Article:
The Killing Fields

The Connecticut school shooting stopped me in my tracks, stopped us all, twenty-seven dead, twenty of them little innocent children.  Where do we go from here? Heaven or hell just got closer to us today. Take your pick.

 Soon the questions will begin. How? Why? What? The media circus will trot the endless stream of political, social, religious and psychological experts out to say their piece. We’ll watch, we’ll listen, I’m afraid that at the end of the day we won’t know a lot more than we do today. We’ll know the life story of the shooter, the remorse of his kin, the irony of his once seemingly balanced life, the telltale disturbing signs of his fall from the all too thin shelf called, moral order.

I think I know the answers to five questions about what happened today in that school.

1.      Why do people commit mass killings? Historically people kill for power and control. Some people kill simply because they can. This boy probably killed for fame.

2.      What can we learn from knowing his story? Nothing. His story is ultimately irrelevant.

3.      What can we do to prevent this from happening again? Nothing.

4.      Who should we blame? No one and everyone. We all swim in the same water. It’s our pool.

5.      What does it all mean?  Not much. Fame is now all consuming.

Norman Mailer called his success, “That bitch goddess fame.”  We’re on a roller coaster ride that’s fast and loud, exhilarating and often crazy. We are addicted to the thrills. One thrill is the gun, another is the photograph of us on the ride with the gun, yet another is the sound and fury of the crowd. They are chanting, “Fame…Fame…Fame.” The roller coaster ride is getting faster. The riders are scared, but they won’t get off.  It’s the thrill that holds them now more than ever. The crowds scream, their eyes glazed.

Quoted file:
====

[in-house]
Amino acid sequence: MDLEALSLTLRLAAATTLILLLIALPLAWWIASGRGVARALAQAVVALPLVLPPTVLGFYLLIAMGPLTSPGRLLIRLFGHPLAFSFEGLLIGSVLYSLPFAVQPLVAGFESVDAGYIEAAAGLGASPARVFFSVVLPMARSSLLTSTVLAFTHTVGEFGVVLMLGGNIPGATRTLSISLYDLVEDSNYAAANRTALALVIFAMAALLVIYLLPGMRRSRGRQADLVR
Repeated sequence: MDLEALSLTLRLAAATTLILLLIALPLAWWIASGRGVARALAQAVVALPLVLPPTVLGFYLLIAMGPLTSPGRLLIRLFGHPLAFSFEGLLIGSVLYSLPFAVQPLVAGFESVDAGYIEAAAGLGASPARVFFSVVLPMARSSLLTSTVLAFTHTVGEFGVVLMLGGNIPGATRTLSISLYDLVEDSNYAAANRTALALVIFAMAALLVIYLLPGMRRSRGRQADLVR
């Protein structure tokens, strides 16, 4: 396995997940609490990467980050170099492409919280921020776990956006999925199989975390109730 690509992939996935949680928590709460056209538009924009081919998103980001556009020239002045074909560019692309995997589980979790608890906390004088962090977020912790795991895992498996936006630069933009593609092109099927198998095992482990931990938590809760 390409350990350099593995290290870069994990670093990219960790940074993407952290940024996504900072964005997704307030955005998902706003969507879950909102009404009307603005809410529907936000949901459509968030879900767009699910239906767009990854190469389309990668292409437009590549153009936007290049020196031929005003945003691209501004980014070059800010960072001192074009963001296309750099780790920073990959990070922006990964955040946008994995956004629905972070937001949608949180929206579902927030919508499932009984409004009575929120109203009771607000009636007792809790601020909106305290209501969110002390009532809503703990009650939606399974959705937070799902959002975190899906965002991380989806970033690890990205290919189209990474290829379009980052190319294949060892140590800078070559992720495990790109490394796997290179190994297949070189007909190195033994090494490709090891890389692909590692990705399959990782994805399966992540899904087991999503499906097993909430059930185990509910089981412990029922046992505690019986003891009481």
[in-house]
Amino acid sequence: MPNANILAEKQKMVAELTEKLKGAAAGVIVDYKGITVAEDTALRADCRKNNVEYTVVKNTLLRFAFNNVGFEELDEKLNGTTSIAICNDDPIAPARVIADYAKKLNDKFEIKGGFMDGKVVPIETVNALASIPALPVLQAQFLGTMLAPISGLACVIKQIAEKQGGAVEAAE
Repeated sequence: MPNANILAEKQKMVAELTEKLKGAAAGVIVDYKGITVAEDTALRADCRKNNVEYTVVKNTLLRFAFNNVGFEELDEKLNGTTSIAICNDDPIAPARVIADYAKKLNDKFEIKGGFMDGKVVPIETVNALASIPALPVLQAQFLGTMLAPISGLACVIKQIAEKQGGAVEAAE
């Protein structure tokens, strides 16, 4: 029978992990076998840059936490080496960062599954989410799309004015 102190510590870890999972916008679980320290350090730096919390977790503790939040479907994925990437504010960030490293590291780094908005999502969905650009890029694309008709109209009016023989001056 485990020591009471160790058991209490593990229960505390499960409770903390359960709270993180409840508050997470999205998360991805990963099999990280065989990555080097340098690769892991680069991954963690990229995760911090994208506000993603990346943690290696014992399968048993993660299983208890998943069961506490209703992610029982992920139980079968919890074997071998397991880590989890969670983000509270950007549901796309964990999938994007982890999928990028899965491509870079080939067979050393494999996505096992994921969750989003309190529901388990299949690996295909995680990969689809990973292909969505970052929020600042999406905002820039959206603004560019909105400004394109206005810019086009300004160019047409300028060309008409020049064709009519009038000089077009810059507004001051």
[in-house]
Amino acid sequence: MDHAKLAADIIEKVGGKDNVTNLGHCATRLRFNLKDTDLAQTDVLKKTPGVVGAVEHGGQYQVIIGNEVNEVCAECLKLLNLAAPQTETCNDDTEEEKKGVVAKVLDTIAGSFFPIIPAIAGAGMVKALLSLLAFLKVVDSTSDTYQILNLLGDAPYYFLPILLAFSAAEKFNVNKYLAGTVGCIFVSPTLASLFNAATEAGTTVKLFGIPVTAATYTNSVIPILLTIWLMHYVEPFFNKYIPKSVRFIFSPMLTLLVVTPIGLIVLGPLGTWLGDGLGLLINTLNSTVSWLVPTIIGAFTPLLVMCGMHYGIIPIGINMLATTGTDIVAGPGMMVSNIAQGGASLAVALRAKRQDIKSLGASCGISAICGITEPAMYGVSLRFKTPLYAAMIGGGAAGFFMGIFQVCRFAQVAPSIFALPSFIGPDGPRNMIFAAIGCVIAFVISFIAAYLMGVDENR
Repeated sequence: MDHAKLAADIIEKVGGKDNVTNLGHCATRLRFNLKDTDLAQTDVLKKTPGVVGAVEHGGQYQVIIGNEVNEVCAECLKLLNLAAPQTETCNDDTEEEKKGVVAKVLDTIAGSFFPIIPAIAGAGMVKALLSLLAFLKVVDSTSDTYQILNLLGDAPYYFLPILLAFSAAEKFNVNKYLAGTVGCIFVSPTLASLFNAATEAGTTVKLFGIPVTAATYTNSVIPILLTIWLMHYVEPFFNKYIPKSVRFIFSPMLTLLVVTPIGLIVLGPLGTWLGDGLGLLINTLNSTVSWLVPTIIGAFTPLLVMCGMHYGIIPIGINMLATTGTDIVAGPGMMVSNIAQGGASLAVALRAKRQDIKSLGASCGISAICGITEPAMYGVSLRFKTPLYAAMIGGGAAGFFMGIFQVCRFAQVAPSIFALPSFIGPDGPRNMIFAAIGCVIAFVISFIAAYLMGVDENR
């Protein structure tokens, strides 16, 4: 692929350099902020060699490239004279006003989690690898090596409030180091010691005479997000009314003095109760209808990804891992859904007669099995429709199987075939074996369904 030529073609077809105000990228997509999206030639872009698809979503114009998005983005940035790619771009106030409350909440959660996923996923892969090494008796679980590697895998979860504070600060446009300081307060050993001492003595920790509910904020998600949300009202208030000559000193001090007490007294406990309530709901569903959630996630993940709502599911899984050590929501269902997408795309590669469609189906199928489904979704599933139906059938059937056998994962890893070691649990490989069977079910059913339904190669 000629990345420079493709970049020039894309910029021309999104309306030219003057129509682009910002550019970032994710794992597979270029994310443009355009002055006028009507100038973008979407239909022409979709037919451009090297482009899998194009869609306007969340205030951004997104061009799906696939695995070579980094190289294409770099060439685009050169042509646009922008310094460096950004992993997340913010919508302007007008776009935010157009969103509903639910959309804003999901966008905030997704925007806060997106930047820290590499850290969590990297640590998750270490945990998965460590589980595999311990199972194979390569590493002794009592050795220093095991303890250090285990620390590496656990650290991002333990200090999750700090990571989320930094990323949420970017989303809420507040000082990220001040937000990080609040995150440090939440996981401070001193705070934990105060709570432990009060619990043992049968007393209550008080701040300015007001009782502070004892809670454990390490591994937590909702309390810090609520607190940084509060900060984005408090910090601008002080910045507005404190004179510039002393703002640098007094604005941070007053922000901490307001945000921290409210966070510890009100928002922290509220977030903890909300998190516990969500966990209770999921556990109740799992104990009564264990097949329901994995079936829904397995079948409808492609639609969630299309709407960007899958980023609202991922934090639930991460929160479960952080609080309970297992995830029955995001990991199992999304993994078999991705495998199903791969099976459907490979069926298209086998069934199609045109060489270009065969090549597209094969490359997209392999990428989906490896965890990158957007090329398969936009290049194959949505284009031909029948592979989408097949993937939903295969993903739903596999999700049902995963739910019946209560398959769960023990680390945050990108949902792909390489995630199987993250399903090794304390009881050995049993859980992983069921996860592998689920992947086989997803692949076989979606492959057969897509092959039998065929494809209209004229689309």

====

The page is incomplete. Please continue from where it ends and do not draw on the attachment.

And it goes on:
There are far too many guns in this world. They don’t disintegrate with age, like plastic or paper or prayers and hopes. They are always guns from the day they are made, forever more.

It is quiet in that school room in Connecticut tonight, the circus riders distant for a time, the chant a momentary whisper on the wind. Outside the door stand the parents waiting to take their children from this place, waiting to be good parents one last time. They are gaunt and silent, now frozen in time beside their children’s lifeless forms, forever more.

Bless them.

Posted in Self-Reflection

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